If you are based in UAE, when was the last time you searched online for a restaurant? Chances are that it was within the last 7-10 days. A recent study by KPMG suggests that 66% of UAE residents dine out at least once a week. Based on restaurant search query data in UAE and KSA, download the PDF for interesting insights that restaurateurs and marketers can apply to better engage with customers during Ramadan and beyond.

Who is looking for restaurants this Ramadan?

When and how do people search for restaurants during the week?

Saudi Arabia and UAE search more for restaurants on weekends, than on weekdays.1 But while UAE searches most on Thursdays, it is Fridays that see the maximum search activity in KSA.

Does mobile matter? Yes it does! More than 70% of search activity in KSA is driven by mobile; the already limited share of desktop falls even lower on weekends. On the other hand, device usage varies significantly through the week in the UAE. Desktop accounts for almost 50% of restaurant queries on weekdays but falls to just below 35% on weekends.

YouTube is now the world’s second largest search engine and why shouldn't that apply to restaurants? 16% of all restaurant queries in the UAE, and 20% of those in KSA were generated on YouTube. The maximum YouTube search activity occurs on weekends in both countries.

When and how do people search for restaurants during the day?

Searches for restaurants peak twice in the day, usually an hour before mealtimes.

In the UAE, afternoon queries peak at around 12:00 PM. On weekdays, the vast majority is driven by desktop. On weekends, we observe a significant shift from desktop to mobile, with the result that 60% of all weekend restaurant searches are generated on mobile devices. We could infer from this data that people searching for restaurants during lunchtime are doing so either from their workplace, or in a work-related capacity. Throughout the week, mobile devices play a key role in dinnertime searches that peak between 7:00 and 8:00 PM.

In KSA, lunchtime searches in KSA peak at around 1:00 PM and a majority of them are generated on mobile devices. The inference of work-related lunch queries would again hold true here, since desktop queries drop to less than 10% of total query volume on weekends.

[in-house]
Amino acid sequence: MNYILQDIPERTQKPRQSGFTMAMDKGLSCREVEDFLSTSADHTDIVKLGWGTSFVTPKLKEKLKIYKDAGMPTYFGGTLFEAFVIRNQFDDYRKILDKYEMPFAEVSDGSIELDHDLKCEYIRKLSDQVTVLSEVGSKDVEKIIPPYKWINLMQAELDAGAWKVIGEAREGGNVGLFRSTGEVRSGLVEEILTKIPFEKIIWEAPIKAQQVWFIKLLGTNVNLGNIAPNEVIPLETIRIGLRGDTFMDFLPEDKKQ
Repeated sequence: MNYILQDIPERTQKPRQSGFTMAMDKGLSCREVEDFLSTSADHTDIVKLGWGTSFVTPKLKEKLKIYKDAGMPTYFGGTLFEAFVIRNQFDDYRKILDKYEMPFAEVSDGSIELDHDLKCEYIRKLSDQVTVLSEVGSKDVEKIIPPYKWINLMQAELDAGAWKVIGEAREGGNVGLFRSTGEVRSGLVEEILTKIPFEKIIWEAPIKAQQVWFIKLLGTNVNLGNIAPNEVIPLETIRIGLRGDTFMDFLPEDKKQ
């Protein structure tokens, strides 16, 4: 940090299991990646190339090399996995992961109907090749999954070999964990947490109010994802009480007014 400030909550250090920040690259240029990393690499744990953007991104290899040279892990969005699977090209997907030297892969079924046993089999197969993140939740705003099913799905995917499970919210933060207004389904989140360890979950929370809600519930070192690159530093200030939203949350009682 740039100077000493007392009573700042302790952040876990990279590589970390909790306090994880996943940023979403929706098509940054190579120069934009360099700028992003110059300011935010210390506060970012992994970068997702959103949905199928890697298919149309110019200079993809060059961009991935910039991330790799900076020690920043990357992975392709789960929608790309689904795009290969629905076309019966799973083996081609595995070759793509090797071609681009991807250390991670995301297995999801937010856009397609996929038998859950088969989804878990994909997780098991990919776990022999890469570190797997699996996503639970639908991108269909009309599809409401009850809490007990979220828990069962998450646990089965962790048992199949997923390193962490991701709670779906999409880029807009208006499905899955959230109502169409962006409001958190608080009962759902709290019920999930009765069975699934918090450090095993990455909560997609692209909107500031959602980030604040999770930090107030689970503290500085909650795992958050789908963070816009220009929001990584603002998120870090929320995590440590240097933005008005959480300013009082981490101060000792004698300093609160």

Late night searches for restaurants in both countries are almost always generated on mobile devices.

How do search trends change during Ramadan?

During Ramadan, search activity follows a similar pattern in terms of device usage but shifts time patterns. We analysed restaurant search data for 2014 and found a clear correlation between fast timings and search activity. In the UAE, lunch time searches still peaked at 12:00 PM, driven by desktop. However, this is likely to be driven by a significant expatriate non-fasting population. The same segment also continues to look for dinner options between 7:00 and 8:00 PM. But the majority of dinner searches shifted to earlier in the day at around 6:00 PM - indicating that these were related to iftaar. A relatively high level of activity continued until 2 AM indicating suhoor-related searches.

In Saudi Arabia, the situation was quite different given the more homogeneous population mix. The daily fast is broken at sunset and restaurant searches peaked approximately 1-2 hours before this. It is interesting to note that queries in KSA peaked at around 5:00 PM. The fact that KSA is an hour behind UAE further proves that these restaurant searches were Ramadan-related.

What does this mean for restaurateurs?

Moments that matter are the new battleground. A micro moment is a mobile moment that requires only a glance to identify and delivers quick information that you can either consume, or act on immediately. Marketeers can use these moments to facilitate impulse purchases.

Search data shows us clear patterns in cross-device usage and searching timings, indicating two clear takeaways for you.

Users search on mobile at a specific time of day, and with specific queries in mind. Make your mobile web presence preemptive to meet them proactively. For example, if you’re a small restaurant in Downtown Dubai that delivers doner kebabs, you might want to do three things:

  • Bid on ‘lunch home delivery downtown dubai’ and ‘kebabs in dubai downtown’
  • Bid more actively during high search hours
  • Ensure that it is easy for your customers to find you - a mobile friendly site and the use of sitelink extensions such as the click-to-call button

Data tells a thousand stories. We have seen how search activity is significantly affected by local events. Use this information to proactively deliver a better customer experience.

  • You could use search activity around local events to build effective brand association in the minds of customers. An example could be interactive brand ads on the Google network which allow booking iftaars within the ad itself.
  • If you’re working with limited marketing resources, digital media will facilitate the most cost-effective use of your budget. You could use location targeting, automated time management and audience targeting to meet exactly the right customer at exactly the right time.

Footnotes

1 Google.com search data June 2014 to May 2015